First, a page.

Bureau of Public Roads Memorandum to Mr. Rose From Mr. Mills
In the late 1920's, the Bureau of Public Roads (BPR) issued a series of news releases on the major U.S. highways. The releases described the routes, including road conditions and tourist opportunities along the way. The following memorandum on U.S. 11 was prepared for the series, but the BPR did not issue a release on the route. The following is presented as in the original, including misspellings.
Bureau of Public Roads
June 29, 1927
Memorandum to Mr. Rose
From Mr. Mills
The geography of United States Highway No. 11 is unique among the routes east of the Mississippi in that throughout practically its whole length it follows the Appalachain range, crossing the parallel ridges from valley to valley as topography dictates.
Beginning at Rouses Point, N. Y., where connection is made with highly improved roads to Montreal from which point tourists may in turn proceed over improved roads to Quebec and the Shrine of SainteAnne de Beaupré and Murray Bay. It runs generally west and south through New York State giving access to the resorts on the Saint Lawrence River, the Thousand Islands on one side and to the northwest and Adirondack Mountains on the other. It passes through Watertown and Pulaski to Syracuse where it is intersected by the main trunk lines through New York from Albany to Buffalo. Syracuse may also be considered a point of departure from Route No. 11 via points in the Finger Lake Region of Central New York. This city is fourth in population in New York State and is the site of the Syracuse University founded in 1870.
Leaving Syracuse the road extends southward through Cortland and the Chenango Valley to Binghamton, where connection is again made with trans-state roads from Albany to Jamestown through the southern section of the State. There is also direct connection from Binghamton to Newburg, Kingston and other points on the Hudson River.
From Binghamton the route continues up the Susquehanna Valley, leaving the river at Great Bend, Pa., and continues generally southward through Clarks Summit to Scranton. Should the tourist, however, wish to avoid congested traffic through Scranton and immediate vicinity, it is possible to leave No. 11 at Clarks Summit and turn west to Susquehanna at Osterhout and follow the river road, joining No. 11 again at Wilkes Barre. Both Scranton and Wilkes Barre are in the center of the anthracite coal mining activities of the country. Coal tipple and breakers can be seen extending for several miles in either direction, particularly down the river valley.
Leaving Wilkes Barre the route parallels the river through Bloomsburg and Northumberland, where the west branch of the Susquehanna is crossed, via Liverpool crossing to the east bank at Clarks Ferry to Harrisburg. This capital city of the State is entered over Front Street with the river parkway on the right and beautiful residences on the left. Probably the principal point of interest in Harrisburg is the State Capitol Building dedicated in October 1906. The total cost of the building, furniture and equipment is said to have been approximately $11,000,000. One of the best views of the Capitol may be obtained when crossing the Market Street bridge to Lemoine. The distance making greater the impression of its massiveness and beauty of proportion of the the façade.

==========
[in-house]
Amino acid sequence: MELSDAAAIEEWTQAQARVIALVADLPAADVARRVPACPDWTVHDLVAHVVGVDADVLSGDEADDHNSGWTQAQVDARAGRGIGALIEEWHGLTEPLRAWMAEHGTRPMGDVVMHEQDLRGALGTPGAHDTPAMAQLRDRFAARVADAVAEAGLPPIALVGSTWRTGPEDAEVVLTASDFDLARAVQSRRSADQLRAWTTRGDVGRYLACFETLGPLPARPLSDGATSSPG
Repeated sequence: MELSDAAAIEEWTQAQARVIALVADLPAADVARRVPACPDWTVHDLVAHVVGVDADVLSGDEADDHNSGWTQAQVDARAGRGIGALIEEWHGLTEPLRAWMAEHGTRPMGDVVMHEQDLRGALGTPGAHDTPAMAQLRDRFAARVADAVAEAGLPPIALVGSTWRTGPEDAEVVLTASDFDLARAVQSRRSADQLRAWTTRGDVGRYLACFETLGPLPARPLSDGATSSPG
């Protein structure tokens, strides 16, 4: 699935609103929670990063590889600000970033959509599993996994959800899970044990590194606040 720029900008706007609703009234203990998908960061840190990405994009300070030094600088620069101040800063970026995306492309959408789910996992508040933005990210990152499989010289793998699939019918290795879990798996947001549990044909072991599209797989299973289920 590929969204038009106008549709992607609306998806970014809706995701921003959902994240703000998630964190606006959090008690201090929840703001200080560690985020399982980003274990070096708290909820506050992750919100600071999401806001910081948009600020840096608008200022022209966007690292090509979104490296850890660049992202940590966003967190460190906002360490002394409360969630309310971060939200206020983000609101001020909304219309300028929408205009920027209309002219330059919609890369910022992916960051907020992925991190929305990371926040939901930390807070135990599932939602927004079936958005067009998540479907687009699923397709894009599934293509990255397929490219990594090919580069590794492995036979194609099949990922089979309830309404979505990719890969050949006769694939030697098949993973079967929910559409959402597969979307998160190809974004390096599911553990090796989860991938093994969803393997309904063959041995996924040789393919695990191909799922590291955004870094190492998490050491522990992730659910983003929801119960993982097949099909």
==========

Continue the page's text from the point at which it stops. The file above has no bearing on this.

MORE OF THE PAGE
Route No. 11 leaves Harrisburg by way of the Market Street bridge and passes through Lemoine and Carlisle, the site of the former Government Indian School, which is not used as a United States Veterans Hospital, continues to Clarksburg and crosses into Maryland at the Middleburg line. Through Pennsylvania the route passes over one of the most picturesque regions to be found in the East; the entire roadway has been constructed to the latest developments of highway engineering, and while the location frequently presented problems of great difficulty these have for the most part been overcome, so that even in extremely mountainous sections there are no deceptive curves or excessive grade.
From the Pennsylvania line through Hagerstown, Maryland, the route crosses the upper reaches of the Potomac into West Virginia at Williamsport, runs through Martinsburg to Winchester, Va.
From Winchester southward through Lexington and Roanoke it follows the wonderful Shenandoah Valley of Virginia, one of the most beautiful and interesting regions south of the Mason and Dixon line. This valley is replete with romance and history. It was one of the main avenues of transport and communication for both armies during the war between the States, and through it the early pioneers made their way southwest to Kentucky through the Cumberland Gap, and into Tennessee through Bristol. In the Valley Route No. 11 makes the wonders of the Luray Caverns and the Natural Bridge easily accessible. Within easy reach also are the resorts of White Sulphur and Hot Springs, Virginia.
From Roanoke the road continues generally southwest through Wytheville and enters Tennessee at Bristol.